A new Girl Scout cookie has joined the lineup. Meet Raspberry Rally, which is being called the sister of the iconic Thin Mint. Or is it a challenger?
"We hope that we'll hear some healthy competition from folks – maybe a little Thin Mint-Raspberry Rally battle," Wendy Lou, the chief revenue officer of Girl Scouts of the United States of America, told NPR.
Usually, Girl Scouts launches a cookie with a new design, totally unlike its predecessors. Reimagining a cookie with an existing format is something new for them, Lou said. But while the Raspberry Rally may be comparable to a Thin Mint, Girl Scouts still had to develop its flavor and internal color.
From concept to production, it takes about two years to debut a new Girl Scout Cookie. Girl Scouts of the United States of America, or GSUSA, first conduct market research and receive input from Girl Scout troops and cookie fans for ideas. The company also researches consumer trends to see what's popular. Because berry flavors are currently popular, Lou said, they realized a raspberry cookie could be a hit.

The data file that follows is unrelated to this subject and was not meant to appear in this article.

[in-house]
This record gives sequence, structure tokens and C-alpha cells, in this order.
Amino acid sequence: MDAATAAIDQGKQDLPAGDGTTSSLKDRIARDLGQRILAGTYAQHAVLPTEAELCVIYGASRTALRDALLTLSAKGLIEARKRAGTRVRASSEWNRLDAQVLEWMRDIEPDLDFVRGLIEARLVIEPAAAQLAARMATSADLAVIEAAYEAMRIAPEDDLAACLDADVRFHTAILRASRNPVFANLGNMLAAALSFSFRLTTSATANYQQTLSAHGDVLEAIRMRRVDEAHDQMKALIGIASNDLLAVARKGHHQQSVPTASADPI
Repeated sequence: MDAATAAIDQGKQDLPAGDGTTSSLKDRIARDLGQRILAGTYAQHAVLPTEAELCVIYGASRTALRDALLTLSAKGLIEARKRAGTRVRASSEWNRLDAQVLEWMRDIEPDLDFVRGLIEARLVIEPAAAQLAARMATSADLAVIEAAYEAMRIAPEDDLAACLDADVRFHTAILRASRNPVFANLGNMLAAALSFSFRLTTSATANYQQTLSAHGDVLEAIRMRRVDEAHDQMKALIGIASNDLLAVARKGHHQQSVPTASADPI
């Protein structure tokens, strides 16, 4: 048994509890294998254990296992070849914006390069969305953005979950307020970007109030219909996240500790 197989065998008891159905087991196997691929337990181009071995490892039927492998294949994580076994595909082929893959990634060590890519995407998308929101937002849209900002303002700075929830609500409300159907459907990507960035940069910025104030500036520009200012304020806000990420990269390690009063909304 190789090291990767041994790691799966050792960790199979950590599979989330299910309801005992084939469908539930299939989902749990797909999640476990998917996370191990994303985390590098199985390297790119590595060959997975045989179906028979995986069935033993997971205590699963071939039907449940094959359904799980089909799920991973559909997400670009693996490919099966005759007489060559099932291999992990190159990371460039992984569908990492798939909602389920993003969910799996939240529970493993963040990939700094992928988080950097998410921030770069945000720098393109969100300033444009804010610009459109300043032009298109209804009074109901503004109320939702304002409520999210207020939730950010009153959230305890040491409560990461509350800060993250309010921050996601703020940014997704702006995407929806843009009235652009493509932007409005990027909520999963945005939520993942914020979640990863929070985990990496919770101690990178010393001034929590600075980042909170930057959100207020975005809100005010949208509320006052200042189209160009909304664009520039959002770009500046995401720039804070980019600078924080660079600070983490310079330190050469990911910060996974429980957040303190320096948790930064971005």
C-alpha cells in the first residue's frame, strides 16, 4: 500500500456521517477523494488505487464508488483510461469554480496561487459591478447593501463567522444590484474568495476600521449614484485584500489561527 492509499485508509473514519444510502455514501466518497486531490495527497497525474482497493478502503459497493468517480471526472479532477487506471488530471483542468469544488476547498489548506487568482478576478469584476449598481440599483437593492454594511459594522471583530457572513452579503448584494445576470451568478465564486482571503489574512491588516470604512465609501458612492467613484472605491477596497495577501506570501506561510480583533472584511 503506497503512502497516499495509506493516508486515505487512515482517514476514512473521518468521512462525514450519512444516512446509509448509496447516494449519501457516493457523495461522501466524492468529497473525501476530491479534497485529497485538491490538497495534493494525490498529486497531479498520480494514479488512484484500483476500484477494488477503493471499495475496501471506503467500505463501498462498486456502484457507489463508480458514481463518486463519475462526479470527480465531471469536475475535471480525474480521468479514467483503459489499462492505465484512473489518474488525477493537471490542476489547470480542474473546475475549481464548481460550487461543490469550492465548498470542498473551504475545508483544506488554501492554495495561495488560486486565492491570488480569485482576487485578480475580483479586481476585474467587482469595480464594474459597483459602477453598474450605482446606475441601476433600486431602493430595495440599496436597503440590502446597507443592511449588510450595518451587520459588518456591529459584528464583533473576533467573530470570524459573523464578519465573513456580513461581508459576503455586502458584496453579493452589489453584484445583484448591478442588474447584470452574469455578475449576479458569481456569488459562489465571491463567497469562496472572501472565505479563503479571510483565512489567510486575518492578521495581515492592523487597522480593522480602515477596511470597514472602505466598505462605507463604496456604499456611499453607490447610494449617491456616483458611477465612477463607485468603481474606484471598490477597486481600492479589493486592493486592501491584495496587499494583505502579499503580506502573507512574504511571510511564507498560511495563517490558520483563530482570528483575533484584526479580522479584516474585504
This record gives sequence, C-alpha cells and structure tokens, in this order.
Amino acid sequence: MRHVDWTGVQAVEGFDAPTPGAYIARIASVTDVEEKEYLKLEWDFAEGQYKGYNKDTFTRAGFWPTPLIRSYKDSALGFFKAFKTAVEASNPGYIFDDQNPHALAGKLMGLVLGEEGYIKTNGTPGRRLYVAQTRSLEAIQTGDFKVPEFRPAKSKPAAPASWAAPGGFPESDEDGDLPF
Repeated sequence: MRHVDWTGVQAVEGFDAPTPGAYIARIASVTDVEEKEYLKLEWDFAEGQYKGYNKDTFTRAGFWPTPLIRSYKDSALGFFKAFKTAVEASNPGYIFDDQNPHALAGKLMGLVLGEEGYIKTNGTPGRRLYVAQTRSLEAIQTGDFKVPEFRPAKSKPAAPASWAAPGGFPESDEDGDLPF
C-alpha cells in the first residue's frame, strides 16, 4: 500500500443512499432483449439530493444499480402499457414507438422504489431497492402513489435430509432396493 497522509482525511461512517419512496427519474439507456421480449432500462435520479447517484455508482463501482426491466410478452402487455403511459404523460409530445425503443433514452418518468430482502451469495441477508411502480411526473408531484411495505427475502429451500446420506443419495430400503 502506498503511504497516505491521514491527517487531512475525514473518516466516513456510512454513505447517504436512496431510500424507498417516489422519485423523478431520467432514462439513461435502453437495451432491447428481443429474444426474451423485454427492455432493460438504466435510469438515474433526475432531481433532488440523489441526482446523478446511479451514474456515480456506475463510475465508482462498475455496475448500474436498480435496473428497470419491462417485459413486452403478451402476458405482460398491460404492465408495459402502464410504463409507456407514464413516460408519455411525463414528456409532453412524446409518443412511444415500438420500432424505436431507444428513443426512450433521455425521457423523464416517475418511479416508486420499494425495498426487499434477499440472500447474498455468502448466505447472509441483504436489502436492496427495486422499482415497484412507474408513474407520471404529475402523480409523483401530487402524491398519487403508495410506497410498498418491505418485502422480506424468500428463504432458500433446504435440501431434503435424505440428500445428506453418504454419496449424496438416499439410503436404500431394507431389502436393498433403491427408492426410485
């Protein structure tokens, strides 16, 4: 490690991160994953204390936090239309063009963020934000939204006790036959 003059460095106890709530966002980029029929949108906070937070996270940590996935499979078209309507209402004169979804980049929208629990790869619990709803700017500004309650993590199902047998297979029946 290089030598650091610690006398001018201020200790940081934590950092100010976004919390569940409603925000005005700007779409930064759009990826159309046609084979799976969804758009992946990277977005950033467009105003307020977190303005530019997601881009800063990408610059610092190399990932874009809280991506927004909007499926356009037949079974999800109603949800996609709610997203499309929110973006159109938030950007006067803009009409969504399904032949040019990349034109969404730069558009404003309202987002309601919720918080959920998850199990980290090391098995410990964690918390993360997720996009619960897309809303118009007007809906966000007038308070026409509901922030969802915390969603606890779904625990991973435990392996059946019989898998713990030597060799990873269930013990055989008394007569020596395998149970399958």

After the research stage, GSUSA tests their leading ideas with Girl Scout Cookie lovers. Once the organization learns what catches fans' interest, it works with its bakers to work on the flavor and develop a recipe.
"It's a little bit light and a little bit sweet, but not overwhelming [...] You feel like you can eat 20 of them," Lou said.
Then, the new cookie goes through the naming process, as well as final tests with an advisory group of Girl Scouts from across the country to make sure it's scout-approved. They helped choose Raspberry Rally as the winner.
The Girl Scout's slogan this year is "Ready, set, rally!" The annual event each troop holds to kick off their cookie season is called a rally, but the word "rally" is also intended to celebrate the spirit of the community that comes together to support Girl Scouts, Lou said.
The Raspberry Rally will be available exclusively online during the local cookie season, alongside the rest of the Girl Scout Cookie lineup. The season varies across the country, but typically falls between January and April. The profits from cookie sales stay local, according to the Girl Scouts' website, and fund activities and community projects for each troop.